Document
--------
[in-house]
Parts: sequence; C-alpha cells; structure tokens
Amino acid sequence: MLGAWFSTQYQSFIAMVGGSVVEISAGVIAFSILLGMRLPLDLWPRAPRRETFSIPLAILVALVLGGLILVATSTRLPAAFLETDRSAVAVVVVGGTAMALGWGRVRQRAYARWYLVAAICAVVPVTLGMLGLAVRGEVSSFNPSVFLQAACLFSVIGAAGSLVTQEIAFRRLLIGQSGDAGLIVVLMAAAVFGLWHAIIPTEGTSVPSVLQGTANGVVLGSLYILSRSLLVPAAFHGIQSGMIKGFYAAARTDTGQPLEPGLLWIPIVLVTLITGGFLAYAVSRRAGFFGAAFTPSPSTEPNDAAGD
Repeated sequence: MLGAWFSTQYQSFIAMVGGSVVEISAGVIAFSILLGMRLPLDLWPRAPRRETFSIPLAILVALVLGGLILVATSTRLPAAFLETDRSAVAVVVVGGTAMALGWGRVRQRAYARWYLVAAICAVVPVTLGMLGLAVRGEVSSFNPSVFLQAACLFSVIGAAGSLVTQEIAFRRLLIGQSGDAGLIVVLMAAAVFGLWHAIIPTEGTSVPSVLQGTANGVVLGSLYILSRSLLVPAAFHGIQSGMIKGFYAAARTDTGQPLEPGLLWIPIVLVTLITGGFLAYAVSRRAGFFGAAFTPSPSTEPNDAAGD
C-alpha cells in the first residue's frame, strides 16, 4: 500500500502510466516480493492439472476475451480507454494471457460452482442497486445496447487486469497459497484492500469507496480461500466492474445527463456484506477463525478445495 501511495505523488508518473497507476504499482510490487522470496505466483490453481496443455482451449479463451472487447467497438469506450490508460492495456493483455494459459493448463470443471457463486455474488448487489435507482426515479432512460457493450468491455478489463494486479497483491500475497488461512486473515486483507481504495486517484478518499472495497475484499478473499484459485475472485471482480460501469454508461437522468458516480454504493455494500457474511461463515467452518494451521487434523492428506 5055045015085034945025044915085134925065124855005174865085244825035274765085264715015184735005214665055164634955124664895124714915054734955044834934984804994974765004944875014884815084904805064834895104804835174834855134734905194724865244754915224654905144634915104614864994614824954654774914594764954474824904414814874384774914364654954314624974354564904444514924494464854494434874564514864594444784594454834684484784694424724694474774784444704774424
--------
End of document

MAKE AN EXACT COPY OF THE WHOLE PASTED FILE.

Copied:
[in-house]
Parts: sequence; C-alpha cells; structure tokens
Amino acid sequence: MLGAWFSTQYQSFIAMVGGSVVEISAGVIAFSILLGMRLPLDLWPRAPRRETFSIPLAILVALVLGGLILVATSTRLPAAFLETDRSAVAVVVVGGTAMALGWGRVRQRAYARWYLVAAICAVVPVTLGMLGLAVRGEVSSFNPSVFLQAACLFSVIGAAGSLVTQEIAFRRLLIGQSGDAGLIVVLMAAAVFGLWHAIIPTEGTSVPSVLQGTANGVVLGSLYILSRSLLVPAAFHGIQSGMIKGFYAAARTDTGQPLEPGLLWIPIVLVTLITGGFLAYAVSRRAGFFGAAFTPSPSTEPNDAAGD
Repeated sequence: MLGAWFSTQYQSFIAMVGGSVVEISAGVIAFSILLGMRLPLDLWPRAPRRETFSIPLAILVALVLGGLILVATSTRLPAAFLETDRSAVAVVVVGGTAMALGWGRVRQRAYARWYLVAAICAVVPVTLGMLGLAVRGEVSSFNPSVFLQAACLFSVIGAAGSLVTQEIAFRRLLIGQSGDAGLIVVLMAAAVFGLWHAIIPTEGTSVPSVLQGTANGVVLGSLYILSRSLLVPAAFHGIQSGMIKGFYAAARTDTGQPLEPGLLWIPIVLVTLITGGFLAYAVSRRAGFFGAAFTPSPSTEPNDAAGD
C-alpha cells in the first residue's frame, strides 16, 4: 500500500502510466516480493492439472476475451480507454494471457460452482442497486445496447487486469497459497484492500469507496480461500466492474445527463456484506477463525478445495 501511495505523488508518473497507476504499482510490487522470496505466483490453481496443455482451449479463451472487447467497438469506450490508460492495456493483455494459459493448463470443471457463486455474488448487489435507482426515479432512460457493450468491455478489463494486479497483491500475497488461512486473515486483507481504495486517484478518499472495497475484499478473499484459485475472485471482480460501469454508461437522468458516480454504493455494500457474511461463515467452518494451521487434523492428506 5055045015085034945025044915085134925065124855005174865085244825035274765085264715015184735005214665055164634955124664895124714915054734955044834934984804994974765004944875014884815084904805064834895104804835174834855134734905194724865244754915224654905144634915104614864994614824954654774914594764954474824904414814874384774914364654954314624974354564904444514924494464854494434874564514864594444784594454834684484784694424724694474774784444704774424